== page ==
At the time I took what was thought to be extreme risk in photographing such a creature. All we knew about whales was they swallowed people whole! It would be years before I learned this species is the most docile of all.
Whales make good tourist attractions for above water viewing. Boats are prevented from motoring close to a whale. They stop engines and hope the whale will approach the boat – which often happens to the delight of passengers.
Hervey Bay just north from Brisbane is where many of the whales congregate. Heaps of boats service the whale watching tourist businesses there.
Photographing sharks is now very popular with underwater photographers. A big change from the 1970′s when diving magazines were pressured not to run shark pictures by their advertisers.
Schooling hammerhead sharks have been seen at Green Island. The potential for international divers to visit Taiwan is good. The east coast especially. Blue water is essential for good photography.
People pay NT$2500 or more for the boat ride, just to snorkel swim with these giants at Exmouth, on the North West coast of Western Australia. Touching the shark is forbidden. Small aircraft are used to spot the sharks which then guide the dive boats to where one is.
Could the same technique be tried for Green Island?
Years ago whale sharks were known as The Tofu shark and many eaten in Taiwan. Today they are a protected species in Taiwan.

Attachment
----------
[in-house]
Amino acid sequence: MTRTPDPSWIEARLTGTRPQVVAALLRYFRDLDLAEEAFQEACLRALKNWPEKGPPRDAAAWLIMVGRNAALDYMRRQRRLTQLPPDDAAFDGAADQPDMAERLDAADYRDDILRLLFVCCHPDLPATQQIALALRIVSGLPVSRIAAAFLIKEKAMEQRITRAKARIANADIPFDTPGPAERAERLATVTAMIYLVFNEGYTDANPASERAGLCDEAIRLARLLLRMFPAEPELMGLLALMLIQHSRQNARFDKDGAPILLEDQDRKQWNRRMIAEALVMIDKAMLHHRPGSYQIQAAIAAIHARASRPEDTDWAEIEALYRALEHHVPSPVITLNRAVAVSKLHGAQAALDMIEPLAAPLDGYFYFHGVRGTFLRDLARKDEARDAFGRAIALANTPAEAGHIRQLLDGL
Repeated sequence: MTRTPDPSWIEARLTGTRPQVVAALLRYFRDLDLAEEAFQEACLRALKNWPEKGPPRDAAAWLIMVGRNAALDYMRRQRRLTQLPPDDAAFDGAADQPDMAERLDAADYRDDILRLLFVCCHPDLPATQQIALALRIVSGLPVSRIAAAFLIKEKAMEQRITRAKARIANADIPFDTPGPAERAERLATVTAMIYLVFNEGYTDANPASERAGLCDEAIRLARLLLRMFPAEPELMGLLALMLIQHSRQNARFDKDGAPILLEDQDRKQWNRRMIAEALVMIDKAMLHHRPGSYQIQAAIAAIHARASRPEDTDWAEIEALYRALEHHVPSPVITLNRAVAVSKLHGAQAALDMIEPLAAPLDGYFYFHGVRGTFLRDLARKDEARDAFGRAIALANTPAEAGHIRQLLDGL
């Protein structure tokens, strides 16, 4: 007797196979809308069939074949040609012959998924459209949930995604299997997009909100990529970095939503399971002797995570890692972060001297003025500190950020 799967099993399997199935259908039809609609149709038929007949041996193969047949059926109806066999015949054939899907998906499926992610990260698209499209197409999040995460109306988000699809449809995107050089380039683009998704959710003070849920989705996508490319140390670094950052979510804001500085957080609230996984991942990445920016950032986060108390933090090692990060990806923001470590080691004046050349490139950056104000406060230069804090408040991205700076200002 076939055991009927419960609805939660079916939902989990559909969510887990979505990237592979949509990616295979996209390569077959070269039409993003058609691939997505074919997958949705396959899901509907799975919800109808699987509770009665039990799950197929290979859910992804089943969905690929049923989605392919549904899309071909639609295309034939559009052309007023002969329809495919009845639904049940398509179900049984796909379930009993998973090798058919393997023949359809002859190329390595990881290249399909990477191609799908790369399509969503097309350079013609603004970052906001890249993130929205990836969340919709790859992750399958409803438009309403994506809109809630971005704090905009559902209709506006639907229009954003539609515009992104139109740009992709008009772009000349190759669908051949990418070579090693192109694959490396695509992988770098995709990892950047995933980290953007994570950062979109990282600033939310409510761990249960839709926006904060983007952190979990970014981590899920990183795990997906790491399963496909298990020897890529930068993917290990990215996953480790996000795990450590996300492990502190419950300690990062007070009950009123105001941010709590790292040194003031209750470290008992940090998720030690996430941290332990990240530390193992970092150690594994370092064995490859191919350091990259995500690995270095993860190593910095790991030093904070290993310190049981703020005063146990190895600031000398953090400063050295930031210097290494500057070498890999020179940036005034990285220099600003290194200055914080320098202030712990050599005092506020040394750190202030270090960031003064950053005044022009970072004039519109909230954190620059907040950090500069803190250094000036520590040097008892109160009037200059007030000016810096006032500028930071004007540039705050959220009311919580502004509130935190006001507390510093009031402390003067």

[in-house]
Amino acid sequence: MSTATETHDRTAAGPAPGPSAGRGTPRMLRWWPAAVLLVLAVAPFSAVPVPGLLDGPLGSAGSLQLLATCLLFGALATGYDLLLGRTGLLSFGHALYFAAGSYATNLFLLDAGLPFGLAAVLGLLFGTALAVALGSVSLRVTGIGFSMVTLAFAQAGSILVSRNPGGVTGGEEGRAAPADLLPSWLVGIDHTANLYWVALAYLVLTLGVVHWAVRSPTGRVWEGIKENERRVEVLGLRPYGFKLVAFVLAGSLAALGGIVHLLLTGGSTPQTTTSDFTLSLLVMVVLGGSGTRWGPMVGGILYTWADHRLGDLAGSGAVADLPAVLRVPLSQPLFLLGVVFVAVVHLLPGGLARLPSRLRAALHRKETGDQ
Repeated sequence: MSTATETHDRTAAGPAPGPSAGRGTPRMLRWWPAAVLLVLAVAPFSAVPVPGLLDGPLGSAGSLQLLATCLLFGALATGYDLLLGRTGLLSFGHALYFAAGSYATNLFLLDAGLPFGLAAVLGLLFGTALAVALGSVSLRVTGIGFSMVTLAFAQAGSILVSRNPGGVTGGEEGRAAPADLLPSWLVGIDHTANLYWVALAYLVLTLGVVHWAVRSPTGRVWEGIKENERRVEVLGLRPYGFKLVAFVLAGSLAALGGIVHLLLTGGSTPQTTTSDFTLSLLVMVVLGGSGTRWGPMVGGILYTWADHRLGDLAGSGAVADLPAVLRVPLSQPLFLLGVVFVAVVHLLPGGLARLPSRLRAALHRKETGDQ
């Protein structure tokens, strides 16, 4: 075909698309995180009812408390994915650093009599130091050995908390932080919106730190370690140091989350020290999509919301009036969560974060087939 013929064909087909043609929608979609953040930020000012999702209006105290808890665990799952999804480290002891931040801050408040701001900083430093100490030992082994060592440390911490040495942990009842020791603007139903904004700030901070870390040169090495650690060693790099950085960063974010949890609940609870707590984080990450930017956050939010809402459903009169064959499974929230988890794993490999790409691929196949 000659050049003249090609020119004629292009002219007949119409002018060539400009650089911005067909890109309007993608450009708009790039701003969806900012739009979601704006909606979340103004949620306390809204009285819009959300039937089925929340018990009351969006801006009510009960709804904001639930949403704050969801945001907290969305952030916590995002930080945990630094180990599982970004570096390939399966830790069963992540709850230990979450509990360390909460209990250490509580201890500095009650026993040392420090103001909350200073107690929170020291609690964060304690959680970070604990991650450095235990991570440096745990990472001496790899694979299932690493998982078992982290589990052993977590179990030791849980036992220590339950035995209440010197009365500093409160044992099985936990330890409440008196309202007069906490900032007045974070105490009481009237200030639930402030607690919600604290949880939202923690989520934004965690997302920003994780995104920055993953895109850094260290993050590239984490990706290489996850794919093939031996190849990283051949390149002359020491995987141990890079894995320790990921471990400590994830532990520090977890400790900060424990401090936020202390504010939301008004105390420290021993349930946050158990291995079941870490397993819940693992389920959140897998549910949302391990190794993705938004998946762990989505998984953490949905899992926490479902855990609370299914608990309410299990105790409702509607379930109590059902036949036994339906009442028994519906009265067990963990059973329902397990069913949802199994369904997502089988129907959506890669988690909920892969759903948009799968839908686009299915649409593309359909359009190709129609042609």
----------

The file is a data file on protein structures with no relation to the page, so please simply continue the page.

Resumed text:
I took my Taiwanese friend on a three-day camping trip to Fraser Island, a few hours north from Brisbane. During the night a wild Australian dog called a dingo, came by the tent looking for food. Finding nothing it chewed our leather shoes to pieces.
At Coffs Harbour on the mid north coast of New South Wales we visited my good friend Scott Dillon (pictured in relaxed mode). Legends Surf Museum doubles as Scott’s home. He lives amongst hundreds of vintage surf boards, photos, posters and memorabilia. Now in his eighties his knowledge and memory of surfing culture is amazing. Today Scott expressed an interest in visiting Taipei with me later this year.
The far south coast of New South Wales is probably the most beautiful on the entire east coast. Cooler air temperatures and much cooler ocean waters keep Sydney people away – they prefer to travel north for holidays. More southern people, such as those living in Victoria will venture to this region. It’s a quieter part of the coast, lots of tree’s narrow roads and not much traffic. A true frontier.